It is no secret that people passionately share stories and images of pets online. So when Kat Smith, PETCO Director of Social Media and Commerce took the stage to talk about how social media could engage pet owners – the opportunity was pretty obvious. Still, the big question was how a brand in the popular pet category could engage with these passionate pet owners in a way that wouldn’t just try to upsell them more supplies and materials. One great strategy Kat shared in her presentation was the power of offering validation to customers. Simply by having the brand like customer’s Instagram photos, for example, PETCO could offer tangible proof that it was listening and engaged in its community. And this one act caused intense consumer gratitude … which then led to engagement and conversation.
4. Solve Unique Problems
As often as we hear about social media offering yet another channel for brands to interact and solve customer challenges, there may be situations that social media or social customer care is uniquely positioned to solve. One example that Kimarie Matthews, Wells Fargo Vice President of Social Web shared was of a customer tweeting about there being trash outside of an ATM machine. This is exactly the sort of thing that no one would ever call into a 1800 number and wait on hold in order to report. Yet thanks to this tweet, the brand was able to respond both to the customer as well as respond by actually correcting the problem and cleaning up the trash!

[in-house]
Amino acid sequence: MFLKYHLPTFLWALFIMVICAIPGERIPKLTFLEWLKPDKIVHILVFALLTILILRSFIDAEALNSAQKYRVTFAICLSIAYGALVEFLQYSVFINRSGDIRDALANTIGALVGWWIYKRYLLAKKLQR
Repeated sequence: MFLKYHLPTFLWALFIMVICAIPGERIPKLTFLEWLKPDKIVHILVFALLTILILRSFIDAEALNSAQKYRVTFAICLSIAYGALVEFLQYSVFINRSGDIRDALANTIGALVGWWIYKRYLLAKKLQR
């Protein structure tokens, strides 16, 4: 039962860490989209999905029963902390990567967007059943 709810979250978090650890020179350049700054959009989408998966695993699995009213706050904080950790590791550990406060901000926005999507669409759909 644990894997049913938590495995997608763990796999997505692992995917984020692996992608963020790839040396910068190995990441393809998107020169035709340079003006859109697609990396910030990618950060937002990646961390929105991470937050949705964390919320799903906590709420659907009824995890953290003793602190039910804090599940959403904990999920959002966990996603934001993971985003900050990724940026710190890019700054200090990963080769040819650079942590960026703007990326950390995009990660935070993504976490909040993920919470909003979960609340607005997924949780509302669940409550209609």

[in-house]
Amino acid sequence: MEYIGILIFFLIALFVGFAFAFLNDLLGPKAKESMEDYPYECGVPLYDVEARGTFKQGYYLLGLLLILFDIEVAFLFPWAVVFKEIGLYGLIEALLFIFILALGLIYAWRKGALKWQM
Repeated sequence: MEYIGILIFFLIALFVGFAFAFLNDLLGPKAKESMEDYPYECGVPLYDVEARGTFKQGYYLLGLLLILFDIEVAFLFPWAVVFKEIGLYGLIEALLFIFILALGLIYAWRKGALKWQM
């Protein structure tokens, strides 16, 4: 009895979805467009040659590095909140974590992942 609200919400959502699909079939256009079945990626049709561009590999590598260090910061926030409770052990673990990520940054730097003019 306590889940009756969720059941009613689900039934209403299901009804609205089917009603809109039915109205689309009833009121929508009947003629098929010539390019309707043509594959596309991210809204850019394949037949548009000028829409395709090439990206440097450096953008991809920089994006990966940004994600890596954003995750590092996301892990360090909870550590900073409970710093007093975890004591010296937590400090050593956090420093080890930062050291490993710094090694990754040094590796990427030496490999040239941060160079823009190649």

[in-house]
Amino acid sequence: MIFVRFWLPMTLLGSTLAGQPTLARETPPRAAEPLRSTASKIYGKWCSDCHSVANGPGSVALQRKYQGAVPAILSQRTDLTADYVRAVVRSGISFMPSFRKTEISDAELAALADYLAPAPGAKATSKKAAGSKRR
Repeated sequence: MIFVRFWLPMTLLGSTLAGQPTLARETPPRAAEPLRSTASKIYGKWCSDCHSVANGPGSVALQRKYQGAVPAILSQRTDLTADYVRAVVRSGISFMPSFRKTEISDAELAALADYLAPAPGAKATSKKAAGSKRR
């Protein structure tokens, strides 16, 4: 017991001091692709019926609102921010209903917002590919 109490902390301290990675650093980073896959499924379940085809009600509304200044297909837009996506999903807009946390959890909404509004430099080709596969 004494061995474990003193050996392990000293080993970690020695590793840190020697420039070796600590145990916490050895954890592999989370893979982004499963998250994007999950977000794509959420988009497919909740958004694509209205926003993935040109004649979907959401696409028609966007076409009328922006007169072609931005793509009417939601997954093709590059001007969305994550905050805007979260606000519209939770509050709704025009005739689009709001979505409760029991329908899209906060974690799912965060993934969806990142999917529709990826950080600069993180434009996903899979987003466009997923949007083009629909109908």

5. Treat Everyone Like An Influencer
In a highly entertaining presentation about the state of the travel industry, disruption, handlebar moustaches (for Movember!) and being Canadian – Flight Centre Global Social Media Leader Gregg Tilston shared a powerful story about the nature of influence. Using the example of how you might be influenced differently to attend a food related event whether you hear about it from the newspaper versus a restaurant versus a chef versus your best friend … he noted that the most influential source among those is probably your best friend. That is also the source among those listed with the least ACTUAL influence when it comes to potential reach and size of their network. So who is truly influential? His ultimate conclusion: “Treat everyone as if they have a Klout score of 80.”
6. Social Can Force Convergence
Telling the story of how the Clorox brand thinks about social media, Helen Lee shared how increasing conversation online inspired far more convergence and collaboration among all of the more traditional silos of the marketing organization – from advertising to PR to in-store promotions. One interesting conclusion her presentation raised was to turn one of the most often cited challenges about social media into perhaps its greatest opportunity. As brands struggle to align efforts among multiple teams and divisions, the crossover potential of social media may become the driving force to actually help make it happen.